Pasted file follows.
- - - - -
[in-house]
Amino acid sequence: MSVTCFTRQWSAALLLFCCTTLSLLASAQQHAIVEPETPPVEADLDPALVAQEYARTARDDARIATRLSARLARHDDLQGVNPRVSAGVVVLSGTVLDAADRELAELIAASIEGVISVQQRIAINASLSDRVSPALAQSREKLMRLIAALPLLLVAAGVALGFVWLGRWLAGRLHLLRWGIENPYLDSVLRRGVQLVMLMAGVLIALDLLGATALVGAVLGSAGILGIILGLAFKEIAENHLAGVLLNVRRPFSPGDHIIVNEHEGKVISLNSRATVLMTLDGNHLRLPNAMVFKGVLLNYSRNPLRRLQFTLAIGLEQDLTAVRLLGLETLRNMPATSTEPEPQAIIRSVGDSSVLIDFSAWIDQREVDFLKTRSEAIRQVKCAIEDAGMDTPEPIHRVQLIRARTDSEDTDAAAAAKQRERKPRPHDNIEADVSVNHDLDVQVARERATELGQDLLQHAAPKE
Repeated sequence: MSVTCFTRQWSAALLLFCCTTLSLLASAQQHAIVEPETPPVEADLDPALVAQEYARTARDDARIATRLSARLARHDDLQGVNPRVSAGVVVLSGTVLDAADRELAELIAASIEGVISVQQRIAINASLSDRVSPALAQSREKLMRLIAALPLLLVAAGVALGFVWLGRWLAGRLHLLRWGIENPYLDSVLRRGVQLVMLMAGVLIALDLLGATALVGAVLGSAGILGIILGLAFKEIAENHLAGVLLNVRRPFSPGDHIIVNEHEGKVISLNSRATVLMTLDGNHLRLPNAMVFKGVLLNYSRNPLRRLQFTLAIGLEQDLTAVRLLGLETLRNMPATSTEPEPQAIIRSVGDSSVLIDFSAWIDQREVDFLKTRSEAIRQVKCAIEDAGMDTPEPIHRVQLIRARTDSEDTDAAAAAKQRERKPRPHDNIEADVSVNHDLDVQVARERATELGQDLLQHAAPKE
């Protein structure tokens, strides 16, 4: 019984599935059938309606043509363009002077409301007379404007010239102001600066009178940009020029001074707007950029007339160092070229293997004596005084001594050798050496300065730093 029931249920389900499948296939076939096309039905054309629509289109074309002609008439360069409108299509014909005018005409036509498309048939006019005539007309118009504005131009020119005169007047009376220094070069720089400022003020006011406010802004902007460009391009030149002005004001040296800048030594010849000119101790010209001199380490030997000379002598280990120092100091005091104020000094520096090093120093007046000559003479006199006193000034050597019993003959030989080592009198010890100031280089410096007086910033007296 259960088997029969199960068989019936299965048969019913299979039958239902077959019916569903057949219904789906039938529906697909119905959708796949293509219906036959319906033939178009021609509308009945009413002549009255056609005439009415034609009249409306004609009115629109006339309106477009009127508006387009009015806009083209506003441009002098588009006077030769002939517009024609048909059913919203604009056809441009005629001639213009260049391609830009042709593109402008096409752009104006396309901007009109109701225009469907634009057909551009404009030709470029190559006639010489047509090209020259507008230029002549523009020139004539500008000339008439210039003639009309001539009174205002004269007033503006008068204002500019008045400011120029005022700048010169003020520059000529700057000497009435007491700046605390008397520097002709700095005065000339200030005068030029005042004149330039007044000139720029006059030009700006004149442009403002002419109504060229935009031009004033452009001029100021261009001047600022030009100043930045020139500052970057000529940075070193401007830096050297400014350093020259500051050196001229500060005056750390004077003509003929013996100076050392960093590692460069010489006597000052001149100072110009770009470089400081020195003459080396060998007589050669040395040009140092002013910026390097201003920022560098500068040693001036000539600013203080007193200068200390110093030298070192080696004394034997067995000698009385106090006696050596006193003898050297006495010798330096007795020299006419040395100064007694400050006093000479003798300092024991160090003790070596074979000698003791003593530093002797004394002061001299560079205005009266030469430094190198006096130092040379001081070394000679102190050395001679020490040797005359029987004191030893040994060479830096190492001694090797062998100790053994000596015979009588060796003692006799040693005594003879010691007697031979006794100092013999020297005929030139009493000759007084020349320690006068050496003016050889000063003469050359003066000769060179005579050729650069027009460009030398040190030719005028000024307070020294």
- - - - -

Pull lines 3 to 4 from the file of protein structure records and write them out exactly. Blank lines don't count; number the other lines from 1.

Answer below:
Repeated sequence: MSVTCFTRQWSAALLLFCCTTLSLLASAQQHAIVEPETPPVEADLDPALVAQEYARTARDDARIATRLSARLARHDDLQGVNPRVSAGVVVLSGTVLDAADRELAELIAASIEGVISVQQRIAINASLSDRVSPALAQSREKLMRLIAALPLLLVAAGVALGFVWLGRWLAGRLHLLRWGIENPYLDSVLRRGVQLVMLMAGVLIALDLLGATALVGAVLGSAGILGIILGLAFKEIAENHLAGVLLNVRRPFSPGDHIIVNEHEGKVISLNSRATVLMTLDGNHLRLPNAMVFKGVLLNYSRNPLRRLQFTLAIGLEQDLTAVRLLGLETLRNMPATSTEPEPQAIIRSVGDSSVLIDFSAWIDQREVDFLKTRSEAIRQVKCAIEDAGMDTPEPIHRVQLIRARTDSEDTDAAAAAKQRERKPRPHDNIEADVSVNHDLDVQVARERATELGQDLLQHAAPKE
């Protein structure tokens, strides 16, 4: 019984599935059938309606043509363009002077409301007379404007010239102001600066009178940009020029001074707007950029007339160092070229293997004596005084001594050798050496300065730093 029931249920389900499948296939076939096309039905054309629509289109074309002609008439360069409108299509014909005018005409036509498309048939006019005539007309118009504005131009020119005169007047009376220094070069720089400022003020006011406010802004902007460009391009030149002005004001040296800048030594010849000119101790010209001199380490030997000379002598280990120092100091005091104020000094520096090093120093007046000559003479006199006193000034050597019993003959030989080592009198010890100031280089410096007086910033007296 259960088997029969199960068989019936299965048969019913299979039958239902077959019916569903057949219904789906039938529906697909119905959708796949293509219906036959319906033939178009021609509308009945009413002549009255056609005439009415034609009249409306004609009115629109006339309106477009009127508006387009009015806009083209506003441009002098588009006077030769002939517009024609048909059913919203604009056809441009005629001639213009260049391609830009042709593109402008096409752009104006396309901007009109109701225009469907634009057909551009404009030709470029190559006639010489047509090209020259507008230029002549523009020139004539500008000339008439210039003639009309001539009174205002004269007033503006008068204002500019008045400011120029005022700048010169003020520059000529700057000497009435007491700046605390008397520097002709700095005065000339200030005068030029005042004149330039007044000139720029006059030009700006004149442009403002002419109504060229935009031009004033452009001029100021261009001047600022030009100043930045020139500052970057000529940075070193401007830096050297400014350093020259500051050196001229500060005056750390004077003509003929013996100076050392960093590692460069010489006597000052001149100072110009770009470089400081020195003459080396060998007589050669040395040009140092002013910026390097201003920022560098500068040693001036000539600013203080007193200068200390110093030298070192080696004394034997067995000698009385106090006696050596006193003898050297006495010798330096007795020299006419040395100064007694400050006093000479003798300092024991160090003790070596074979000698003791003593530093002797004394002061001299560079205005009266030469430094190198006096130092040379001081070394000679102190050395001679020490040797005359029987004191030893040994060479830096190492001694090797062998100790053994000596015979009588060796003692006799040693005594003879010691007697031979006794100092013999020297005929030139009493000759007084020349320690006068050496003016050889000063003469050359003066000769060179005579050729650069027009460009030398040190030719005028000024307070020294």